The amine-controlled salivary glands of feeding female Amblyomma americanum (L.) ticks were isolated in saline and exposed to dopamine, octopamine, chlordimeform, and demethylchlordimeform. Octopamine stimulated a faster secretory rate than the demethylchlordimeform and dopamine prestimulation was not required. Octopamine was much less potent than dopamine as a stimulant. Chlordimeform (10-5 M) stimulated little or no secretion following dopamine incubation but it subsequently antagonized the dopamine-stimulated (10-5 M) response even though the chlordimeform had been removed. It (10-5 M) did not enhance or antagonize and established maximal dopamine-stimulated response, nor did it significantly alter a near threshold dopamine-stimulated rate. Demethylchlordimeform stimulated secretion at rates 24 to 21% of those for dopamine (10-7 M) but at concentrations 100- to 10,000-fold that of dopamine, and its action was expressed only after the glands had been prestimulated by dopamine. In the same experiments, the millimolar concentration significantly antagonized dopamine (10-7 M)-stimulated secretion, but a 10 μM dose had much less of an effect. Gland preincubation with the formamidines was required before the addition of dopamine for antagonism of secretion to occur. Because these formamidines did not enhance dopamine-stimulated secretion or have potent intrinsic effects, it is unlikely that they inhibited gland monoamine oxidase. In conclusion, the relatively high threshold octopamine concentration and the lack of a potent effect by the formamidines show that octopamine receptors are not present in the gland. The formamidines can affect the secretory rate and therefore under certain physiological conditions could alter salivary gland functioning in the feeding tick.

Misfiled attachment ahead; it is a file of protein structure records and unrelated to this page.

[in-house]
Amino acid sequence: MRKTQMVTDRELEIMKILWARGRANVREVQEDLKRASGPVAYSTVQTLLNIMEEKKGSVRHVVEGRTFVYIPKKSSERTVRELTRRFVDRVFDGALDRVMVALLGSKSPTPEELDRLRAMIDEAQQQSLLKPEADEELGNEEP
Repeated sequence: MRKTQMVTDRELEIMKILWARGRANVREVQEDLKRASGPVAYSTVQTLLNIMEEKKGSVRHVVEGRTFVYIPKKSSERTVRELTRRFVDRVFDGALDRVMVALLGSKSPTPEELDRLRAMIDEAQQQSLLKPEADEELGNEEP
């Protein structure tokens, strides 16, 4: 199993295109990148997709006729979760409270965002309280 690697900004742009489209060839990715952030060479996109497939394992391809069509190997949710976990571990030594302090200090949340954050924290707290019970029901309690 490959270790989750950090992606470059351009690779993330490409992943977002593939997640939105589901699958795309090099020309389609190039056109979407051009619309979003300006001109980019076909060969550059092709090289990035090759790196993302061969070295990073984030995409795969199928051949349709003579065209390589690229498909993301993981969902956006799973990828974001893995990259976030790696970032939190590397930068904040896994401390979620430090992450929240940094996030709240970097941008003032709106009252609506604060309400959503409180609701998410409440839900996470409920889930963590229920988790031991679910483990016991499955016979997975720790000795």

ASJC Scopus subject areas
- Agronomy and Crop Science
- Health, Toxicology and Mutagenesis